Marianne Avila - Berkshire Hathaway HomeServices Verani Realty



Posted by Marianne Avila on 10/4/2020

Photo by Roman Koval from Pexels

It’s common to experience seasonal allergies with the passing of the months, but did you know that indoor allergens can aggravate your allergies and asthma symptoms as well? Many people choose to stay inside when the pollen and mold levels are high. However, they could be doing more harm than good if they haven’t taken steps to improve their indoor air quality at home.

1. Replace Furnace Filters

When the cooler weather settles in, you’ll likely be cranking the heat in your home to stay comfortable. Unfortunately, common allergens like pet dander and dust can hide in your air ducts. Using a high-efficiency furnace filter can reduce the overall amount of harmful allergens that circulate throughout your home during the fall and winter months.

2. Change Your Bedding

Dust mites are often found living in pillows, sheets, mattresses, carpeting and other furniture around the home. To prevent dust-mites from getting too comfortable in your home, invest in allergen-proof covers to encase your mattress, box springs and pillows. Additionally, washing your bedding in hot water at least once a week can help to deter dust mites.

3. Keep It Clean

Using a vacuum with a HEPA filter can help to reduce indoor allergens like dust mites and pet dander with ease. If you suffer from allergies, it can also be helpful to dust surfaces throughout the home with an electrostatic or microfiber cloth several times each week as well. Homes with wall-to-wall carpeting can also cause allergies to flare up because they trap common irritants easily. Hardwood is preferred for those who suffer from asthma or other chronic allergies.

4. Monitor Humidity

Winter weather conditions often result in dry air that can aggravate your symptoms. Utilizing a humidifier can help to prevent dryness, but if not used properly, they can also encourage mold growth if not monitored properly. The CDC recommends that homeowners keep indoor humidity below 50 percent to reduce mold growth and dust mites.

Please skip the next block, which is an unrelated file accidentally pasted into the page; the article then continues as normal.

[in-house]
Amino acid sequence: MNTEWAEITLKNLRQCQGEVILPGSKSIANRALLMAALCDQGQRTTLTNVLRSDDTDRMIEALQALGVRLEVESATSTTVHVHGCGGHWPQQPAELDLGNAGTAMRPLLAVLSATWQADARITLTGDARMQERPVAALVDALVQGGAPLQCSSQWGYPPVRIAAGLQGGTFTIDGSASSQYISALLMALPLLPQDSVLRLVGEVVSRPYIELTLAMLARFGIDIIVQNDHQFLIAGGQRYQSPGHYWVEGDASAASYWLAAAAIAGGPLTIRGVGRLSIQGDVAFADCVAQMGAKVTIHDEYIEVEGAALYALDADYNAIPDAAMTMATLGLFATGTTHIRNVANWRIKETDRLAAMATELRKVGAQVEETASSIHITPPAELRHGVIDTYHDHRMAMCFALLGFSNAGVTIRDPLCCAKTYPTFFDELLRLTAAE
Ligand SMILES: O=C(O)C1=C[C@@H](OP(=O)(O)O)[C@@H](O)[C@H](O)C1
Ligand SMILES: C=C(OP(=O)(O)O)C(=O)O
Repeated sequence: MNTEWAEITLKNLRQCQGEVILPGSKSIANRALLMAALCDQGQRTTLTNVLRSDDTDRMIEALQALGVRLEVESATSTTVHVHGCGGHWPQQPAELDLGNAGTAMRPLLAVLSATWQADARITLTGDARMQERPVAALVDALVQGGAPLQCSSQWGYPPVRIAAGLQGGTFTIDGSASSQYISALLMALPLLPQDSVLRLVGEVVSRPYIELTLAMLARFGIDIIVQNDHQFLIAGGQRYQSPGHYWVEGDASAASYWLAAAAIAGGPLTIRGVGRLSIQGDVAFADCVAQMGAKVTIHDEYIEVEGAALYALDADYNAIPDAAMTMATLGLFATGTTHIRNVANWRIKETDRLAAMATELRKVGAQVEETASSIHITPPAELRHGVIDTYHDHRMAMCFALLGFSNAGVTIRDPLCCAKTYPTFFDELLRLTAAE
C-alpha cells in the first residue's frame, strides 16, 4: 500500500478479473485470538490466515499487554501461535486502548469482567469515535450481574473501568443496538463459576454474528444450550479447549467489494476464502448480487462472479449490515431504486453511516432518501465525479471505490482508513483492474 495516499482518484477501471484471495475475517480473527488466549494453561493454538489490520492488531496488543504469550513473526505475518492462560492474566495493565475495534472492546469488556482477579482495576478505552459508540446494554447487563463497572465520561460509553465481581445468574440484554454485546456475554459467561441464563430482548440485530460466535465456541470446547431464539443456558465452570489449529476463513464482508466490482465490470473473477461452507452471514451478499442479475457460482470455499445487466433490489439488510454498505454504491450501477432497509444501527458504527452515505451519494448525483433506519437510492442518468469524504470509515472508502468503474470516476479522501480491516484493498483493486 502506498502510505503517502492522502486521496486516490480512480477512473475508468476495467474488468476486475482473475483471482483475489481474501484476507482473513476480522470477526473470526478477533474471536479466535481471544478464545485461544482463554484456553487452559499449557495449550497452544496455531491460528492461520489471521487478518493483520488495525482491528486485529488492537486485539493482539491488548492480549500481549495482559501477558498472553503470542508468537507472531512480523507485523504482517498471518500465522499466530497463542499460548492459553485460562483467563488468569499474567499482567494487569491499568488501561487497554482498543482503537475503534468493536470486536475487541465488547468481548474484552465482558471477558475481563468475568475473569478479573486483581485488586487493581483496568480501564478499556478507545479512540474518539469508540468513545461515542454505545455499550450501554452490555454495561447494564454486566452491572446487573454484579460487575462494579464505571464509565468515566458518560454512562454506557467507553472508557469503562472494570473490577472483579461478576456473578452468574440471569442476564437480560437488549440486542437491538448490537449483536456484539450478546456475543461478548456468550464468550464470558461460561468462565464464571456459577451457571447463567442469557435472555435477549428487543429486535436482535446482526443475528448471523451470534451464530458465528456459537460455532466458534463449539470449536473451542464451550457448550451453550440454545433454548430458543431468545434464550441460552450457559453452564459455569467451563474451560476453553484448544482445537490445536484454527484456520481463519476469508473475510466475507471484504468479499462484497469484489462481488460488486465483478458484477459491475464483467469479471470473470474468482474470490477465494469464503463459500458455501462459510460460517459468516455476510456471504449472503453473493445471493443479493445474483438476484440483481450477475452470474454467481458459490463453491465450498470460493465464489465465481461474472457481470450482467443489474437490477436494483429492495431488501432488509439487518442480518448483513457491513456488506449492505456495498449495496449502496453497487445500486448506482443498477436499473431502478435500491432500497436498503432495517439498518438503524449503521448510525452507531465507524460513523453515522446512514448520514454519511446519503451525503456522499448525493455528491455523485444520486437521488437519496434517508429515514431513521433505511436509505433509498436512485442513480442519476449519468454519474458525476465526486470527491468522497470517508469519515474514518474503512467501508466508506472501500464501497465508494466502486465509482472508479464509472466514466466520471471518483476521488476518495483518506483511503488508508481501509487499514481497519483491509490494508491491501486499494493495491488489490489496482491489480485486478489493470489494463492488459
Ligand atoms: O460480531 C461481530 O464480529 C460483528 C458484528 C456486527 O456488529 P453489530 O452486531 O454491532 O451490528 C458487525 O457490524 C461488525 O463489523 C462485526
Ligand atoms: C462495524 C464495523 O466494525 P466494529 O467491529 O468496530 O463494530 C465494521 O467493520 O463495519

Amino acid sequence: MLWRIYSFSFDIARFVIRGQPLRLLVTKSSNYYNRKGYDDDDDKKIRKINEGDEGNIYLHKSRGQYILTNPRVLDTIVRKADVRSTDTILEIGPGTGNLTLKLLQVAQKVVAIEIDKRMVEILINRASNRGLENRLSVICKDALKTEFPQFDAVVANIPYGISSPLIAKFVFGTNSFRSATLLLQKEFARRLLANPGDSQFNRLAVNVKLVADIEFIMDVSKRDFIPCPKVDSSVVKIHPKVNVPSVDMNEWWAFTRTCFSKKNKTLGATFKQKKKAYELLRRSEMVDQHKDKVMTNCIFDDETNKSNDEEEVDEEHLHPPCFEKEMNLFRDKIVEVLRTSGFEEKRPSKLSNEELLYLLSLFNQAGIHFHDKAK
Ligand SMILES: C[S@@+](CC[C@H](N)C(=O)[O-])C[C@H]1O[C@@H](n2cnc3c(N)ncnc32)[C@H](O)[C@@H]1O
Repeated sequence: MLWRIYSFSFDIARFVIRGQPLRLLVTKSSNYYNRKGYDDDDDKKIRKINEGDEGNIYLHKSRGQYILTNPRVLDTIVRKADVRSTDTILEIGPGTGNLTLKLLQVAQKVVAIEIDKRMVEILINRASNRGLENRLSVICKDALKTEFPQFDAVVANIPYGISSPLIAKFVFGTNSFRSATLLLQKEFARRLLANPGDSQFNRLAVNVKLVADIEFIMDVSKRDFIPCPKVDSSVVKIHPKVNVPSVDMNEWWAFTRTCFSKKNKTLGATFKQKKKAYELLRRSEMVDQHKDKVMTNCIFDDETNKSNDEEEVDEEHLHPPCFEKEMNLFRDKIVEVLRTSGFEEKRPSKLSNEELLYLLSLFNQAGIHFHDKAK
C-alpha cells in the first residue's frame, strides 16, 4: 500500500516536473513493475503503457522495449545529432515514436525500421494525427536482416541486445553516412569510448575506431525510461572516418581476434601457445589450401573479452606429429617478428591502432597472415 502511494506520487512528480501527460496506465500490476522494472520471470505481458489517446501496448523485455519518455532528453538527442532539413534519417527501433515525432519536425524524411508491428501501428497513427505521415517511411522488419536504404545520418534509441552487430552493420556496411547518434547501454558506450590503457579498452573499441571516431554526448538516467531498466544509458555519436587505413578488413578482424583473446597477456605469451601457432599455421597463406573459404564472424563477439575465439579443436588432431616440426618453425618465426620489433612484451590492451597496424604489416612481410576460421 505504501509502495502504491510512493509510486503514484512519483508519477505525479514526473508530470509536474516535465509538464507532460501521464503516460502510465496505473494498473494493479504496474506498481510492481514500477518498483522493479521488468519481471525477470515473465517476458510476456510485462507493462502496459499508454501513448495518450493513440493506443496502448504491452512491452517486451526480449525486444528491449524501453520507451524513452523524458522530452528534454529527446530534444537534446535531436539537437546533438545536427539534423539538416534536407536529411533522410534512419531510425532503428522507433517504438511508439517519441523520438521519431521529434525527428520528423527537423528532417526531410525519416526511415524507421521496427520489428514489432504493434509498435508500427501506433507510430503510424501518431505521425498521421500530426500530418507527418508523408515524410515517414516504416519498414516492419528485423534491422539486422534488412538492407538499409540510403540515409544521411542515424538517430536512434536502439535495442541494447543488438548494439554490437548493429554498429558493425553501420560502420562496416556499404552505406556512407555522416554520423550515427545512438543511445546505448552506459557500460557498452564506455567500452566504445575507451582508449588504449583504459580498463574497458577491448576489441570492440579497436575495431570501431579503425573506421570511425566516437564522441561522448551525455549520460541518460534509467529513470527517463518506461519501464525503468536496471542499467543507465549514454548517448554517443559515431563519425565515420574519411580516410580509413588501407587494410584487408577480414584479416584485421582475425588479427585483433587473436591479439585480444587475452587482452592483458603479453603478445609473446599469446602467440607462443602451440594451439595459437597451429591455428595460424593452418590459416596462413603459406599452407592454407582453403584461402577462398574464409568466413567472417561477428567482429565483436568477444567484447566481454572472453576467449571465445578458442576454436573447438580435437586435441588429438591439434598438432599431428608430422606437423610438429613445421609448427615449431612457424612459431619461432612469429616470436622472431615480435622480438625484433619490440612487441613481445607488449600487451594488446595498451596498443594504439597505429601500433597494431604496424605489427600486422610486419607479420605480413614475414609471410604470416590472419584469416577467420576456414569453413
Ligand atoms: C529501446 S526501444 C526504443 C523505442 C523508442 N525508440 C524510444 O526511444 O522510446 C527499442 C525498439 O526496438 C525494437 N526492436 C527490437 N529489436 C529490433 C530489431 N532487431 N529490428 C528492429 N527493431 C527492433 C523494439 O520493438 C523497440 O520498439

5. Care for Pets

Pets typically spend more time indoors during the winter, just like their owners. But a variety of allergens can be found in pet saliva and dander, and no breed is totally allergy-free. However, bathing your pets more frequently during the winter can help to reduce many of these allergens and keep everyone in the home feeling better.




Categories: Uncategorized  


Posted by Marianne Avila on 6/9/2019

When you own a home, you take over the landlord responsibilities of maintaining the property. That means you change out the lightbulbs and call the plumber when the drain plugs. Twice a year you faithfully check the smoke detectors and replace their batteries. You even take care of the lawn or hire a professional landscaping service to do it for you. But a few areas need regular attention of which you may be unaware. These sneaky tasks, when left undone, can end up costing a wad of cash down the line.

Schedule service for these items into your life:

  • Gutters and downspouts: Because you can't see into them, you tend to forget that a gutter is just a long trough. In the Fall it fills with leaves and debris that need clearing out so that it can do its job—moving water off your roof and away from your foundation. When the gutters become blocked, water piles up endangering your roof and eaves with water damage. If the water freezes, it may cause an ice dam that will further damage your roof. Debris left in the gutter clogs the drains too, so water can't drain away from the roof. If it overflows and falls near the foundation, the extra water and potential ice can wreak havoc with your home's support structure.
  • Roofs after a storm: If you live in an area prone to thunderstorms or tornados, the resultant hail and wind can damage your roof even if you can't see it. Hail hits the composite shingles causing divots not visible from the ground. If the divots are deep, or if an area gets hit more than once, your roof develops holes that cause leaks. The wind lifts the shingles away from the roof deck. If the shingle bends, it becomes weak and eventually breaks off. At least once a year, and particularly after a major storm, have your roof inspected. Any certified roofer can do this for you, but if you see granules from your roofing tile on the ground, call your insurance adjuster to see if you need a new roof.
  • Water heater: In addition to periodically checking water lines and the thermostat, your water heater needs the sediment drained from the bottom of the tank. Simple to do for standard water heaters, connect a hose to the fixture at the bottom of the tank and drain out some of the water—perhaps five gallons. The sediment resting at the bottom will flow out with the water, and your tank will be more efficient for the next year.